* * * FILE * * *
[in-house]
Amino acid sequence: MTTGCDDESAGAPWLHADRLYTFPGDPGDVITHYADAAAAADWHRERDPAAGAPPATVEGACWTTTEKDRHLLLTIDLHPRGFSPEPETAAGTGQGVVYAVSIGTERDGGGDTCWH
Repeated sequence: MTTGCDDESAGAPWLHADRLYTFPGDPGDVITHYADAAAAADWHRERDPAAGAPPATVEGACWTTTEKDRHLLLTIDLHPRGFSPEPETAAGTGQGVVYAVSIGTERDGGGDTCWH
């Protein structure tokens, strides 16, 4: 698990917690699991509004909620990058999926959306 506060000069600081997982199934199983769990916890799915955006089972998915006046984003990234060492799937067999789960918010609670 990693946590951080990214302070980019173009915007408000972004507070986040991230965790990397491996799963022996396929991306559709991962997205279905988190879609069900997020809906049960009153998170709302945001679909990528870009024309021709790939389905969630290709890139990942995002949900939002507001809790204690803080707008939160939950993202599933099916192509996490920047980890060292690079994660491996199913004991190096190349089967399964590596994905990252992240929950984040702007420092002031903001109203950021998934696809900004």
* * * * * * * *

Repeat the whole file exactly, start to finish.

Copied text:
[in-house]
Amino acid sequence: MTTGCDDESAGAPWLHADRLYTFPGDPGDVITHYADAAAAADWHRERDPAAGAPPATVEGACWTTTEKDRHLLLTIDLHPRGFSPEPETAAGTGQGVVYAVSIGTERDGGGDTCWH
Repeated sequence: MTTGCDDESAGAPWLHADRLYTFPGDPGDVITHYADAAAAADWHRERDPAAGAPPATVEGACWTTTEKDRHLLLTIDLHPRGFSPEPETAAGTGQGVVYAVSIGTERDGGGDTCWH
């Protein structure tokens, strides 16, 4: 698990917690699991509004909620990058999926959306 506060000069600081997982199934199983769990916890799915955006089972998915006046984003990234060492799937067999789960918010609670 990693946590951080990214302070980019173009915007408000972004507070986040991230965790990397491996799963022996396929991306559709991962997205279905988190879609069900997020809906049960009153998170709302945001679909990528870009024309021709790939389905969630290709890139990942995002949900939002507001809790204690803080707008939160939950993202599933099916192509996490920047980890060292690079994660491996199913004991190096190349089967399964590596994905990252992240929950984040702007420092002031903001109203950021998934696809900004």